Pets Can Lower Blood Pressure
Feeling stressed? Get a pet! Companionship with a dog or cat can tame the “stress response” that leads to high blood pressure, according to a study presented at the American Heart Association Scientific Sessions.
Researchers studied 48 male and female stockbrokers who were using medication to control high blood pressure. The stockbrokers who owned a pet were only half as likely as those without a pet to experience a rise in blood pressure under stress.
The results are similar to many previous studies that have found it is beneficial to be with a pet when you’re under stress. But this study went a step further by evaluating blood pressure under conditions of stress, which provided an objective measurement of the impact of having pets.
The researchers tried to reproduce a stressful situation to mimic the everyday stresses that stockbrokers typically face. They caused stress for the subjects by asking them to count backwards rapidly and to give a five-minute speech to talk their way out of a shoplifting charge. In response to stress, their average blood pressure shot up to 184/129 mm Hg. (Blood pressure over 140/90 mm Hg is considered “high.”)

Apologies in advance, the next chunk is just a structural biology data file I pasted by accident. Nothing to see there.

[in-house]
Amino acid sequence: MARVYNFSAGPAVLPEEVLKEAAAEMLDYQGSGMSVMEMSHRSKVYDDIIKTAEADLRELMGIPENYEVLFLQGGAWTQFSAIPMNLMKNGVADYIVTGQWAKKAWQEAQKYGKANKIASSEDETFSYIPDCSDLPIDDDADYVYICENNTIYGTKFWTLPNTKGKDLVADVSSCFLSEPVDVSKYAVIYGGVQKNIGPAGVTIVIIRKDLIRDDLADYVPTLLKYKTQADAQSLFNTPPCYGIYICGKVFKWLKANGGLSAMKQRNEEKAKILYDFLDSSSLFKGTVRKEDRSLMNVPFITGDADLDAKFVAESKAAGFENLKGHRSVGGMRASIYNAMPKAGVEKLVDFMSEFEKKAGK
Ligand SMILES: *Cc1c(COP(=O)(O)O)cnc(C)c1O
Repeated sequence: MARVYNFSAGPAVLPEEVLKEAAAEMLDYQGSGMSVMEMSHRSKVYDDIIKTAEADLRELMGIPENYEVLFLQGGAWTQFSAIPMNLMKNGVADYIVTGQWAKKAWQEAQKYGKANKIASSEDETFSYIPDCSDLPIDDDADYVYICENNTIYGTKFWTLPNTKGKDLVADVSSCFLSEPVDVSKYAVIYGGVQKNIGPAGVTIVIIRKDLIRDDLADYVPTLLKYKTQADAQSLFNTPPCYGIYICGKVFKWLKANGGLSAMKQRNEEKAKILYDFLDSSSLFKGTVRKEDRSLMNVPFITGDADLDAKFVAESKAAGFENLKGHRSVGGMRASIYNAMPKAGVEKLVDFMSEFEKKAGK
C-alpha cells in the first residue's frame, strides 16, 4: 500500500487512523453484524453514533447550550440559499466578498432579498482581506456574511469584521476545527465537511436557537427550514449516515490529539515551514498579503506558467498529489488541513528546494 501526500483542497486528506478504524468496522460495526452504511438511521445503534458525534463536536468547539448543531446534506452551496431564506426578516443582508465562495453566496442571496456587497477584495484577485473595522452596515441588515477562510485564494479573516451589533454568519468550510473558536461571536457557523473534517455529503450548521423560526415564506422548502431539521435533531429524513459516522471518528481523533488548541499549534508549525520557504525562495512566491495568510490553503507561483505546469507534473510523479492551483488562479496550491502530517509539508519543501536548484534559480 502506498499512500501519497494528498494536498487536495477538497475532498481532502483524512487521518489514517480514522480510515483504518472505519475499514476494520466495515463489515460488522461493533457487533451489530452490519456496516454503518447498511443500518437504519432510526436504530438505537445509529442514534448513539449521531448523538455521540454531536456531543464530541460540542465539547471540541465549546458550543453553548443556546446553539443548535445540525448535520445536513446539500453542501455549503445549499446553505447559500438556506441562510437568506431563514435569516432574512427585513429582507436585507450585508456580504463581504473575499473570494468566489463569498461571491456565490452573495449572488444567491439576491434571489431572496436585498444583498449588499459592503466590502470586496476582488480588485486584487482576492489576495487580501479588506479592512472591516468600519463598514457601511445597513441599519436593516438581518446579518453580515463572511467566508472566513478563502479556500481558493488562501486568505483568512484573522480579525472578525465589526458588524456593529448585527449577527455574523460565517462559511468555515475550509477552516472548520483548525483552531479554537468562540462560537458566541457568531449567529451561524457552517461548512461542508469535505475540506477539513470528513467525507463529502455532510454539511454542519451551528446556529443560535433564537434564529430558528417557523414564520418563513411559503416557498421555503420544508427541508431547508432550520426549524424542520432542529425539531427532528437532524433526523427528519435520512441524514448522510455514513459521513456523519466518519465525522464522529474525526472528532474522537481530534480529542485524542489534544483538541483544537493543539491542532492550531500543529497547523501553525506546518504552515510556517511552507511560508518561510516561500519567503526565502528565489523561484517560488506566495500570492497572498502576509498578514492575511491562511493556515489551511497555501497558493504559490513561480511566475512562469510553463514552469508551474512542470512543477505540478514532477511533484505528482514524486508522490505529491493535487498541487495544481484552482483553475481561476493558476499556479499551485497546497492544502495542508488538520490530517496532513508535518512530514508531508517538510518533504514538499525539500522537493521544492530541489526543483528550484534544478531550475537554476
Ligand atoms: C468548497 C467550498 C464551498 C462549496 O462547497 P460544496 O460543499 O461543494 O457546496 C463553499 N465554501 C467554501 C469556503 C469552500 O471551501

The stockbrokers then received medication for high blood pressure, and half the subjects agreed to get a cat or dog for a pet. Six months later, the researchers performed additional stress tests. Those who took the medication but had no pet experienced a rise in blood pressure that was much lower than the original test—because they had started taking antihypertensive medication. But stockbrokers who took medication and owned pets had a blood pressure level that was only half the level of the non-pet owners. These subjects were allowed to have their pet with them when they took the test.
The results came as no surprise to the researchers, who noticed that the pet owners had developed strong bonds with their animals. After the study, many people in the medication-only group decided to get pets of their own.
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